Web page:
Goats. Little goats, by the side of the road. We see them every day, on the way down into the chasm. There's not much to say, since it's hard to make isn't-he-cute coos in ASCII.
I think I promised pictures of this gas station. Here it is. The reason I include this picture is that I think the car is cute, and the mountains are pretty. I admit that it's not high art.
The white SUV-ish thing on the right is the car we took yesterday. The guys at the gas pump hadn't caught on that I was taking pictures yet...
The thing that's amazing about this gas station is how western it looks. There's a mini market, it's air conditioned, and it has great stuff, but we liked this place even before we went inside because immersion in Indian culture, even at the remove of Dharamsala, is a challenge, and when you go by this gas station, for a moment the depths of your mind think "I'm at home now." It's a pleasant feeling; sometimes I wonder why we ever leave. Not that I'm complaining - this is the second time I've been in this general area; the first time I came here, I felt the same thing: that it was silly to have put so much effort into coming here. But it's not silly - immersing yourself in an alien culture (friendly, but definitely alien) is mind-expanding. It's also very difficult, so the occasional taste of vanilla is a nice treat.
There's nothing very special about this picture except that when I was reviewing the pictures I'd shot yesterday, my reaction was that the car was passing us. This is on a narrow mountain road, with probably a fifty-foot dropoff on the right. I am unsure as to whether this car was parked or passing. Either is possible. It's kind of sobering.
One of the cool things about being in India is that with the exception of Jinmei-san, who lives in Japan, there is nobody anywhere near my time zone right now. So the usual rapid-fire email exchanges you get when you're local don't happen. So I've had to deal with a lot less email while I've been here.
I want to include something here that Geshe Michael said last night. This is from my notes, so it's probably inaccurate, and I've left out a lot of verbal connective tissue, but I thought it was well said. GM grew up in Arizona; I guess he was a teenager in the sixties. So he gave us a neat little fourth of July lecture.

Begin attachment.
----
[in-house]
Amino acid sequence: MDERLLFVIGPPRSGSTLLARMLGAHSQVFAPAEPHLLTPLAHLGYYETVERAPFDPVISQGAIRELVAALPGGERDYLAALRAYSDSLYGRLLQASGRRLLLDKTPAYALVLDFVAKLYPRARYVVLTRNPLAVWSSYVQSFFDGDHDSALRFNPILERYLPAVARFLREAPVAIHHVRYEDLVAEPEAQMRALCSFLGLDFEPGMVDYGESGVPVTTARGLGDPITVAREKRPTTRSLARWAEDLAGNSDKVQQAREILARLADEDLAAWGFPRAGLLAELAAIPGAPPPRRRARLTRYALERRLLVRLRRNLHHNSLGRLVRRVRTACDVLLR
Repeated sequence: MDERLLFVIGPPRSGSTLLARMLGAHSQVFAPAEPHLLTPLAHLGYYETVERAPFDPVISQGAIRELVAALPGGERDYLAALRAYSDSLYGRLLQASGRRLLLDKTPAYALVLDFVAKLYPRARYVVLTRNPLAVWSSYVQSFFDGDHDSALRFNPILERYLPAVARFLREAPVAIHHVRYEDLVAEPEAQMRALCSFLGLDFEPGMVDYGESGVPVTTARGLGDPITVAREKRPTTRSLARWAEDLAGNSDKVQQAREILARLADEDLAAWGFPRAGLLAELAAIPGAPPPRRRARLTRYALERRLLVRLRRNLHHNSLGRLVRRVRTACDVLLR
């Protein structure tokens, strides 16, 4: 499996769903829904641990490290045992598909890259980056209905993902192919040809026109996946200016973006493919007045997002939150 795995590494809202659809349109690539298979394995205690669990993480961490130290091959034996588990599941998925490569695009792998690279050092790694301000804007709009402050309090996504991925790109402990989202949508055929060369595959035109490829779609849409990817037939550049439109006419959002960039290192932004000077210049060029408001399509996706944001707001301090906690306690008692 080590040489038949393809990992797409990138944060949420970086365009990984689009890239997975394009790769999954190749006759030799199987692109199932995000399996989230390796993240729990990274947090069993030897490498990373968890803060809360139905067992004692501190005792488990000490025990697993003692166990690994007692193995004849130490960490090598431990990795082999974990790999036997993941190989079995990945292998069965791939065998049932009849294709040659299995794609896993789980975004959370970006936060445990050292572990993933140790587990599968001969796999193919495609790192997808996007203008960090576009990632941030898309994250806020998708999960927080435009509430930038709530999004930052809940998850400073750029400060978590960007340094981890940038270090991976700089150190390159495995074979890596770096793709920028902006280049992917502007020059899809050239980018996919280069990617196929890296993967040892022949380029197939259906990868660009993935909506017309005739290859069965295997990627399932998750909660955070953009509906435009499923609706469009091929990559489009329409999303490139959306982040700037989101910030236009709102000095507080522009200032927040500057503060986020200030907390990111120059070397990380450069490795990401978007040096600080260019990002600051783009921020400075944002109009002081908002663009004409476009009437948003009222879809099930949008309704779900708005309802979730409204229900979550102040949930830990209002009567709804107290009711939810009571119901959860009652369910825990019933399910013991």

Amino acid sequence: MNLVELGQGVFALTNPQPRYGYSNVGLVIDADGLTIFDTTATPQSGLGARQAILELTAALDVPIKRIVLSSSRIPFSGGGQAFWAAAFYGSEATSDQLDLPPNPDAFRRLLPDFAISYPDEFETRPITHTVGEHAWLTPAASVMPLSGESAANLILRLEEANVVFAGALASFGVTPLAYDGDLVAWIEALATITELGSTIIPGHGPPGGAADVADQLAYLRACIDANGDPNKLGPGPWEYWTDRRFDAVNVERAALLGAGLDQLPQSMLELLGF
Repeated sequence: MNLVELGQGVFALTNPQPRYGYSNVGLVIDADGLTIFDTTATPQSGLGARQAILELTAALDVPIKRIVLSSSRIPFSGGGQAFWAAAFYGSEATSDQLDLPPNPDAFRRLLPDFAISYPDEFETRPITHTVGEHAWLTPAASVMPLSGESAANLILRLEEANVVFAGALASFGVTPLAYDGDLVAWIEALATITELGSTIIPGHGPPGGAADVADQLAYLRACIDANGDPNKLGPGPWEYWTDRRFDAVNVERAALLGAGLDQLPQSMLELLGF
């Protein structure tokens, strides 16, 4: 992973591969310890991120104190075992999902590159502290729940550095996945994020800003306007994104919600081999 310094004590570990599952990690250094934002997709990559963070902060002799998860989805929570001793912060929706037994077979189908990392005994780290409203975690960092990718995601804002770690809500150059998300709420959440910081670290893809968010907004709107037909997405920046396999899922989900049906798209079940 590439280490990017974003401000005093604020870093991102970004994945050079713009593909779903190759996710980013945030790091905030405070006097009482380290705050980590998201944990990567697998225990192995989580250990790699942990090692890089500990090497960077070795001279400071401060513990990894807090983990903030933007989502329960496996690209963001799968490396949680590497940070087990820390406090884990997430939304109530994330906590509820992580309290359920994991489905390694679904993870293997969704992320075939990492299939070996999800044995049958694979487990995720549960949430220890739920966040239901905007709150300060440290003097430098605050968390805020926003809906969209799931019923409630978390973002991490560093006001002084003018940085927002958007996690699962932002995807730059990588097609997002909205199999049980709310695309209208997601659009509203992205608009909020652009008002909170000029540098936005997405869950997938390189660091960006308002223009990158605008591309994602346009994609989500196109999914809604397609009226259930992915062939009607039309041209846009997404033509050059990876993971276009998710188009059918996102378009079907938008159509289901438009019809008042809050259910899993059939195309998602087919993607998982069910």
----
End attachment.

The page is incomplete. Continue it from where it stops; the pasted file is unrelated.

I grew up in anti-war days, even went to jail briefly. Shut down napalm plant, peacefully, but they didn't treat us peacefully. So I'm very cynical about the US. We like to pick on US. It's this big dumb giant that does dumb things like Iraq. People are lazy, drinking Starbucks all day, don't do anything anymore.
We've been now in two situations recently [when we were travelling through Asia]. We were told, "there's a three-day blackout." We said "what does that mean?" They said "No public meetings allowed. No more than five people can get together." This is in the whole city. 12 million people. We said "What?!?" They said "Yeah, so we had to cancel your programs. " We said "Why?" They said "Some foreign diplomats are coming through the city."
We went driving around, to a venue, this big huge motorcycle cop comes up, looks and feels like Elvis. The driver's like "uh oh." We didn't do anything. The cop gives him a 200 yuan ticket. Driver says "yes sir." We pull over, he gives us a ticket, driver says "thank you sir," we leave.
In another case we asked for permission to have open public debate, they said no. In the America where I grew up, you can't imagine somebody telling you you can't express your religious opinions, can't wear your robes. I'm giving you this Fourth of July speech because you're overseas. Not everyone here is from the U.S., but most of you are from countries with similar freedoms. We should appreciate [democracy] - it's a great system. Based on honesty, letting everyone have a chance.
Even when we don't agree with people, we let them say their peace, don't horsewhip them, don't electric prod them. Put them on public access at 3am, they can say their peace. That's a great thing. And you'll appreciate it someday, maybe if you lose those freedoms. It's really cool. The idea of treating everybody equally, and whatever wacko buddhist religion you want to do, you're totally free to do it. You'd have been burned at stake, hanged, head chopped off by now in any normal country up to now. I think pure working democracy is a high expression of Dharma. We can improve it and we should.
One thing that occurred to me after hearing this speech was that in fact India is a lot more like America than I would normally assume. Gandhi was a beautiful recent expression of this, but India is in a way as much of a melting pot as the United States, so we can't lay it all on Gandhi's shoulders. People don't always get along well - we hear stories of shrines being blown up and that sort of thing - but even in this incredibly diverse culture, somehow the democracy survives.